By Piotr Kwiatkowski
WARSAW (Reuters) – Polish fans had bittersweet feelings about their quarter-final exit from Euro 2016 on Friday, frustrated by the shootout loss to Portugal but still rejoicing in their team’s best run in a major tournament for decades.
Playing in the European Championship knockout stages for the first time, Poland could not repeat their last-16 win on penalties over Switzerland and fell to their first defeat of Euro 2016 after former captain Jakub Blaszczykowski had his spot-kick saved.
Yet it was a far cry from the embarrassing group-stage exit when they co-hosted Euro 2012, and their best result in a tournament since finishing third at the World Cup in 1974 and 1982.
“Pride. Success. Respect. You are heroes!,” wrote Polish tabloid Fakt.
Ten years ago, after Poland’s group-stage exit in the 2006 World Cup in Germany, the same paper wrote on a black front page: “Shame. Embarrassment. Calamity. Disgrace. Suckers. Don’t go back home”.
Other local media described defeat by Portugal as a “cruel loss”.
Poland took the lead through Robert Lewandowski’s second- minute goal — the second fastest goal in the tournament’s history — before Portugal’s Renato Sanches equalized with a superb shot 33 minutes into his first international start.
There were few clear cut chances for either side after that.
“Big game without a happy end,” wrote Gazeta Wyborcza.
“To drop out of the championships without a defeat. It happened to Poles in the Euro 2016 quarter-final”, the paper added, referring to the fact that Poland did not lose a game in regular time in France, drawing with world champions Germany and beating Northern Ireland and Ukraine in the group stages.
The oldest Polish sports daily, Przeglad Sportowy, simply thanked the players for their performances in France.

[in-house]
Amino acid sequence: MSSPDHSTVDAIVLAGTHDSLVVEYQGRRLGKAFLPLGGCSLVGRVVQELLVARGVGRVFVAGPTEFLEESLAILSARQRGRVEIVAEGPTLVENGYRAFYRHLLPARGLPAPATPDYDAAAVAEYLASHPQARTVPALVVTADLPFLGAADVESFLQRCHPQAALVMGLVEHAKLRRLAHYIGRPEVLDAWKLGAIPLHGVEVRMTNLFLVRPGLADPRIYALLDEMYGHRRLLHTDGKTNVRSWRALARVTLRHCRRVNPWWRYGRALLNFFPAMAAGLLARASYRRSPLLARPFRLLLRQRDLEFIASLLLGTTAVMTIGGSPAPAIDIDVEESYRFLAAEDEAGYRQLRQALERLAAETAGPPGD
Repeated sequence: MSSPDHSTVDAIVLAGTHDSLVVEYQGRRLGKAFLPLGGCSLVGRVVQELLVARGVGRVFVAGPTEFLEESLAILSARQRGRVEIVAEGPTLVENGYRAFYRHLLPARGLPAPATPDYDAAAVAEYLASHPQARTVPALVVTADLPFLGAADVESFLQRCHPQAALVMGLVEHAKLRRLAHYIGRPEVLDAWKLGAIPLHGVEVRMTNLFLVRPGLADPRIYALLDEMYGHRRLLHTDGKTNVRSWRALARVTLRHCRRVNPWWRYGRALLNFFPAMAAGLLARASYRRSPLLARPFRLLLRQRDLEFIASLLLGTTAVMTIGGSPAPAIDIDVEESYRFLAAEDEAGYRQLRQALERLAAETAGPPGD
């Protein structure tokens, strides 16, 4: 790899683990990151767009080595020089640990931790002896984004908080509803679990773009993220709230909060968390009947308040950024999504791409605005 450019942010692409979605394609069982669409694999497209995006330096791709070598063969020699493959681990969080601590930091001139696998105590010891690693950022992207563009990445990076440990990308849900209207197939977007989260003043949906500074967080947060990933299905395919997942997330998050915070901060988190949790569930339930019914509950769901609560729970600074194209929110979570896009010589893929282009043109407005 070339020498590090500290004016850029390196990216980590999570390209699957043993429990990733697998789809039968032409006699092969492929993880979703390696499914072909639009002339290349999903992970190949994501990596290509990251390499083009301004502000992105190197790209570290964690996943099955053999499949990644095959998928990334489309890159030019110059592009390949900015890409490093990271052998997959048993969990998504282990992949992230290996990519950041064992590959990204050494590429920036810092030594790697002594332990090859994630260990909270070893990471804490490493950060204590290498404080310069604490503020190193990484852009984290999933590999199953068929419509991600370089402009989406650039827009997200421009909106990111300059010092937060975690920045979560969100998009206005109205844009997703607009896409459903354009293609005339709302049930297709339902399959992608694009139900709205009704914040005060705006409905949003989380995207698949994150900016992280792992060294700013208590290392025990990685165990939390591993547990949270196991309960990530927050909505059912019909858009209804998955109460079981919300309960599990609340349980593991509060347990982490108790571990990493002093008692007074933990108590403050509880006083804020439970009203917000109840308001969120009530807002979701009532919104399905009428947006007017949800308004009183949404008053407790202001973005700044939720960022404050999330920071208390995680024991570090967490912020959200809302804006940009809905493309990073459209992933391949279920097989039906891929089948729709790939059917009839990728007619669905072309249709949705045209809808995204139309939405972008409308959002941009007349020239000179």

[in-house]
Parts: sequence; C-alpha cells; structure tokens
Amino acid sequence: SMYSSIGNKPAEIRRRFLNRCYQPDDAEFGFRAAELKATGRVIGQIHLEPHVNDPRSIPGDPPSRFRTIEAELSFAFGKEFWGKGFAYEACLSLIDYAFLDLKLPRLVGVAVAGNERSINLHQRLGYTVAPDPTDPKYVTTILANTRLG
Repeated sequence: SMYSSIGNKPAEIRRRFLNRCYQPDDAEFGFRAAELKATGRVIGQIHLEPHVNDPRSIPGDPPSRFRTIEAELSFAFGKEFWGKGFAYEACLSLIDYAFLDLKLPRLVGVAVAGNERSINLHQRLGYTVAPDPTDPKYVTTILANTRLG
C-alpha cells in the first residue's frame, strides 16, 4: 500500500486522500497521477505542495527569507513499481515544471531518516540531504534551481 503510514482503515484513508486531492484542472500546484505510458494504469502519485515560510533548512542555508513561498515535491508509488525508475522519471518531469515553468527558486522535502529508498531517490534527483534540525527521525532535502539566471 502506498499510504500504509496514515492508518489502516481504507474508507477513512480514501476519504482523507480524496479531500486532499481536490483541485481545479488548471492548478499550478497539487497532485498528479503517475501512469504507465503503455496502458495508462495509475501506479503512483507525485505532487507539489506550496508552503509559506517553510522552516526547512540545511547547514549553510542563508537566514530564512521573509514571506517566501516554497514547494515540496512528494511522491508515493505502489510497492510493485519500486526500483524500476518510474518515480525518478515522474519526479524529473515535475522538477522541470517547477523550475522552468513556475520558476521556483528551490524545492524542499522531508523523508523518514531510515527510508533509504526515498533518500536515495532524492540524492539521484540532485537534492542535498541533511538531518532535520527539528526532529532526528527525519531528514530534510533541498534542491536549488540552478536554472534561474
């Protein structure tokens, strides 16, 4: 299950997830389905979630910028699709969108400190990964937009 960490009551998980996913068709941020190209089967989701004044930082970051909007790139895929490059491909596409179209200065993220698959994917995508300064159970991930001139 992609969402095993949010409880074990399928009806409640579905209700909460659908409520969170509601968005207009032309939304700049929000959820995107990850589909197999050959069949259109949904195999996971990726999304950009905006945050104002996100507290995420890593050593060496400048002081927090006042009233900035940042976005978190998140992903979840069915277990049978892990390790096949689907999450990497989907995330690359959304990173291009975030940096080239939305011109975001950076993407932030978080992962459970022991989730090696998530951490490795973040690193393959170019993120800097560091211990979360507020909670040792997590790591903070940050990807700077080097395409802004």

There were also kind words for Blaszczykowski, known affectionately in Poland as “Kuba”, who missed the decisive penalty but scored the winner against Ukraine and the only goal against Switzerland.
“Kuba gave a lot! This time it didn’t work! Congratulations to all of the boys. There’s a hope for the future. You suffered and we suffered along with you. Thank you!” Jerzy Dudek, former Polish goalkeeper, said on Facebook.
Current keeper Lukasz Fabianski provided one of the most touching moments for Polish fans when he criticized himself and almost broke into tears in an interview with Polstat Sport TV.
“I believe that I won’t exaggerate, but I have huge misgivings to myself that in those two shootouts I didn’t help the team… In situations like this you just count so much on the goalkeeper,” he said.
The strong performance in France means Polish fans can look forward to the 2018 World Cup qualifying campaign with a renewed sense of hope.
“It hurts and it will hurt for some time when you’re losing so close to the semi-final, but we are strong and I hope we can handle this quickly,” Lewandowski said.
“We have World Cup qualifiers ahead of us and it’s much more difficult road than qualifying into the European championships. We have to calm down after this defeat. In fact, next games start in two or three months and again we will have to give everything.”
(Reporting by Piotr Kwiatkowski; Editing by John Geddie and Ed Osmond)